Tina Fey vs The Kardashians
While mowing the lawn and listening to my beloved Nerdist Podcast the other day*, host Chris Hardwick remarked that Tina Fey was a great role model as compared to The Kardashians. This made me stop in my grass clippings strewn tracks.
Who ever considered The Kardashians role models and why would that be your other comparison point?
I was immediately enraged that the two entities (yes, I’m going to refer to the group of Kardashians as a single life-form, I’m not sure they could exist outside of their unit) were even uttered in the same sentence. On the one hand, you have Fey who has crafted an incredible career since leaving the Philadelphia suburbs:
- graduated from the University of Virginia
- honed her comedic skills at The Second City Theater in Chicago
- nine years of stellar work at Saturday Night Live where she became their first female head writer and created an iconic Sarah Palin impersonation
- achieved critical acclaim for developing the 30 Rock television show
- adapted the screenplay in Lindsay Lohan’s last decent movie (Mean Girls)
- wrote the New York Times bestseller Bossypants
- won seven Emmy Awards, two Golden Globe Awards, five Screen Actors Guild Awards, four Writers Guild of America Awards
- one husband, two kids
The follow-up isn’t how The Kardashians compare as role models, but rather, why the hell would anyone compare the two?
You compare Tina Fey to Will Ferrell, Christopher Guest, Ben Stiller, Maureen O’Hara, Albert Brooks, Bette Midler, Norman Lear, Lucille Ball, and Mark Twain.
You compare The Kardashians to Dane Cook, Spuds McKenzie, the E-Trade baby, The Fast and Furious movie series, Chicken McNuggets, and any other television show in the E! network.
Trust me, I get what Hardwick was doing, he was looking for an option as polar opposite as possible to compare Tina Fey. But it was jarring, and not in the way I think he meant it to be.
If I was having a conversation with Fey and mentioned a comparison to The Kardashians I would hope she’d spit in my face for sullying the sentence. Of course, she wouldn’t because she’s down-to-earth and self-deprecating. Whereas, if the situation were reversed, I’m sure any of The Kardashians would welcome the comparison’s construction and immediately offer parallels to Fey’s work.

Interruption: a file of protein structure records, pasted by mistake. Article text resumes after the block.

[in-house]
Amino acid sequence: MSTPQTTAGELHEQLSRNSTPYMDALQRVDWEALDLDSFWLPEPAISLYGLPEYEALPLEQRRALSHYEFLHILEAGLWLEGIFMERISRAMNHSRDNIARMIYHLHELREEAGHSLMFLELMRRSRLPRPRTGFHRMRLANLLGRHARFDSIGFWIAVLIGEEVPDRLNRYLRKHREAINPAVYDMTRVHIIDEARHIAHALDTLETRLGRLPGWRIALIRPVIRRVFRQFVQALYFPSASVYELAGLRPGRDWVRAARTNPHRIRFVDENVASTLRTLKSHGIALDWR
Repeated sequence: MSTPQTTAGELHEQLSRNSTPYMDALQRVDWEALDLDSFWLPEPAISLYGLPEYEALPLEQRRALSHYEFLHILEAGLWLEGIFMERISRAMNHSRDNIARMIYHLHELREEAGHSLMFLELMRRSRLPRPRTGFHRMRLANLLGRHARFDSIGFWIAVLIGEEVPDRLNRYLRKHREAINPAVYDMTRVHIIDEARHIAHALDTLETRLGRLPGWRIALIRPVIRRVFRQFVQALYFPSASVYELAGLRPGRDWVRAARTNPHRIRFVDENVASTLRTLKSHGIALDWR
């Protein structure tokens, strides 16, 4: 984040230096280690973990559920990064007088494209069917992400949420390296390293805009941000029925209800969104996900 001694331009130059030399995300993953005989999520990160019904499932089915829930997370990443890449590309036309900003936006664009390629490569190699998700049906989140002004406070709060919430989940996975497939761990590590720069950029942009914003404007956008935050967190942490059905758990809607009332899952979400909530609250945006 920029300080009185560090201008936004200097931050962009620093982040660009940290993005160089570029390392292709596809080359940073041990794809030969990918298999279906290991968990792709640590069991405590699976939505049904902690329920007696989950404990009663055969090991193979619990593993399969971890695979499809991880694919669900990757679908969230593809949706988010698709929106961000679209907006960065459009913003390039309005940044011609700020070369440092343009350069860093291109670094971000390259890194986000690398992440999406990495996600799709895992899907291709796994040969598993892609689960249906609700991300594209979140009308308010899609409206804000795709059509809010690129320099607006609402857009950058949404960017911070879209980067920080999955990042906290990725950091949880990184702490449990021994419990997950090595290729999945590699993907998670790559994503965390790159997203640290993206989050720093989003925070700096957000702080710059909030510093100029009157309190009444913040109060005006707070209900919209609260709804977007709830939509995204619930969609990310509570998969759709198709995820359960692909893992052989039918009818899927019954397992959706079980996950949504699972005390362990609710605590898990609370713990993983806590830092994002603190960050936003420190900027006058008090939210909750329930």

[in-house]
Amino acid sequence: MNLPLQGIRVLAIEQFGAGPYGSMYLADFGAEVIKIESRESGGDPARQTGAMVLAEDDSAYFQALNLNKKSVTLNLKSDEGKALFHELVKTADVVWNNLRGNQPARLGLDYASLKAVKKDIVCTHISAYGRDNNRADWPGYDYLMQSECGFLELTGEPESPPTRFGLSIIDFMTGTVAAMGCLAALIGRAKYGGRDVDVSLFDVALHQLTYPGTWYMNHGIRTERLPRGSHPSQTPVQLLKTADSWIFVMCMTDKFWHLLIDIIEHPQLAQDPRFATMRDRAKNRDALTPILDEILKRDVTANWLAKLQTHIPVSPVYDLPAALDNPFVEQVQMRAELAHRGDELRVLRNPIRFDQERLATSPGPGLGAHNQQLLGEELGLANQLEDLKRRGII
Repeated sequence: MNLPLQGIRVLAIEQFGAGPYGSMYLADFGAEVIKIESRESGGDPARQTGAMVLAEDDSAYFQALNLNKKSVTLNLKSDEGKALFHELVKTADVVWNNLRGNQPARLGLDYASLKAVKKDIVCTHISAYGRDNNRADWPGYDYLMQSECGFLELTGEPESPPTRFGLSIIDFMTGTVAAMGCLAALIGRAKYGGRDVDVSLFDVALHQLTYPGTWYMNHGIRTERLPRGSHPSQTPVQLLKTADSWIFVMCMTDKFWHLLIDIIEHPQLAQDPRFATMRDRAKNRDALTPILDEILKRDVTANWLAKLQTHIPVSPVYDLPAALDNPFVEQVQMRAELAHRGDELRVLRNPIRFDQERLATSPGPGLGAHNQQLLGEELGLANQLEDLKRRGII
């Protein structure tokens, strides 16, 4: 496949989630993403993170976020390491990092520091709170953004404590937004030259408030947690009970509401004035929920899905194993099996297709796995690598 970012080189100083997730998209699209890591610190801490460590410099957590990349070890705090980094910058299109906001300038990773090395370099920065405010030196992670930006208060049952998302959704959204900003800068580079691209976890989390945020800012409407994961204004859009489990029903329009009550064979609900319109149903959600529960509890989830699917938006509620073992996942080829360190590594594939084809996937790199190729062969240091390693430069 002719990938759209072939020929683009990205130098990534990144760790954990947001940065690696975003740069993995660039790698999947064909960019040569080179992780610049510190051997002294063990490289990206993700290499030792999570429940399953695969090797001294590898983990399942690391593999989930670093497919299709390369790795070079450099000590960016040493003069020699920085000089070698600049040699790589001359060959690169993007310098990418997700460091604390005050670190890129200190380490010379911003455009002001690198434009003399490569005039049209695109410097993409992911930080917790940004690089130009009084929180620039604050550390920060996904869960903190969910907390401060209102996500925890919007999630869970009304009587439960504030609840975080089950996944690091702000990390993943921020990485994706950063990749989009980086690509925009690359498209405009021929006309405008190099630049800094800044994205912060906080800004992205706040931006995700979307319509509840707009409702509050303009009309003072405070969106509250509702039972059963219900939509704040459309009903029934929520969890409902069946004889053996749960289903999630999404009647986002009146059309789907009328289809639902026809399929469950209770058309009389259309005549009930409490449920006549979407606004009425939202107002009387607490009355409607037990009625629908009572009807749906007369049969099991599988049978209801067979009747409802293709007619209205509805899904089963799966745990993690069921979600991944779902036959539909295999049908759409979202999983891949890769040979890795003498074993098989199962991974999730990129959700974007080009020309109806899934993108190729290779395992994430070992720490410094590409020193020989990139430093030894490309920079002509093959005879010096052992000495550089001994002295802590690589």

I guess the other thing that bothered me was that Hardwick’s comparison rested on the premise that someone, ANYONE, would actually look to The Kardashians, individually or as a whole, as a role model. Unfortunately, I think that may have actually happened: “Farrah Abraham: ‘Teen Mom,’ Porn Star, Business Student.” No really, Bloomberg Businessweek wrote an article about former Teen Mom reality personality Farrah Abraham, who concocted a fake “stolen” sex tape with a real porn studio (for $1.5 million) to boost her waning notoriety, and is now enrolling in business school.
While I’m all for people making money and going to school, tell me this doesn’t sound like the Kim Kardashian path to success?
But who’s to blame for the power of The Kardashians? Consumers. Anyone who watches their shows, buys their products, runs Google searches about them, and (annoyingly) writes about them on their blogs. Yup, I’m now as much to blame for the continued existence of The Kardashians as the E! Network, Ray J., O.J. Simpson, tabloid magazines and the Internet.
I don’t know, maybe we need The Kardashians as a counterpoint to Tina Fey. But please, no more Kardashian knock offs, the world absolutely doesn’t need that.
—[*And by the other day, I mean June 3, 2012 when I first started this particular blog post. Lately, I’ve had a bad run of completing any of my personal writing , so I gave my Facebook friends the option to choose any of the 11 drafts I had started but hadn’t finished. I think as penance, they forced me to write about The Kardashians. Lesson learned. But hey, it worked.]
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